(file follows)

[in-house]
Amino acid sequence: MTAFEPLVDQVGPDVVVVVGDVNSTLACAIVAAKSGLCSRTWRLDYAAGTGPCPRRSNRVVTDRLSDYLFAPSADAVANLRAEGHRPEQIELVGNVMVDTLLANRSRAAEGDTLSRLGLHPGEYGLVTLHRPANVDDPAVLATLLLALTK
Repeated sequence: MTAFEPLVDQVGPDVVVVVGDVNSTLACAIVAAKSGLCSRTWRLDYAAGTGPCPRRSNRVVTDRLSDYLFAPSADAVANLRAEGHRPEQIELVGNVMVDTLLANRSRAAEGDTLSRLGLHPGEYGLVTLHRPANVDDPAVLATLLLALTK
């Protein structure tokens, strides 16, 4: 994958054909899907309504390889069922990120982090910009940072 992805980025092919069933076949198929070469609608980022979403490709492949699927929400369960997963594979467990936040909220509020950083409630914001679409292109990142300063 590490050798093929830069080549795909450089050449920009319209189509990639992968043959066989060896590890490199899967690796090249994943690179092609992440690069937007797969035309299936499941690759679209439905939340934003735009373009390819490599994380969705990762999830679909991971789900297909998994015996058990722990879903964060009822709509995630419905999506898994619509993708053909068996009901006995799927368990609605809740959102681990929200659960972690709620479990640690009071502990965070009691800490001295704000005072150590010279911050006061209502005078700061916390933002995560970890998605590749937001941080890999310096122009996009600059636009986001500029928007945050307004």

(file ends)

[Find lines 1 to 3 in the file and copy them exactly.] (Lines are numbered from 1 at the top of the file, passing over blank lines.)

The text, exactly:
[in-house]
Amino acid sequence: MTAFEPLVDQVGPDVVVVVGDVNSTLACAIVAAKSGLCSRTWRLDYAAGTGPCPRRSNRVVTDRLSDYLFAPSADAVANLRAEGHRPEQIELVGNVMVDTLLANRSRAAEGDTLSRLGLHPGEYGLVTLHRPANVDDPAVLATLLLALTK
Repeated sequence: MTAFEPLVDQVGPDVVVVVGDVNSTLACAIVAAKSGLCSRTWRLDYAAGTGPCPRRSNRVVTDRLSDYLFAPSADAVANLRAEGHRPEQIELVGNVMVDTLLANRSRAAEGDTLSRLGLHPGEYGLVTLHRPANVDDPAVLATLLLALTK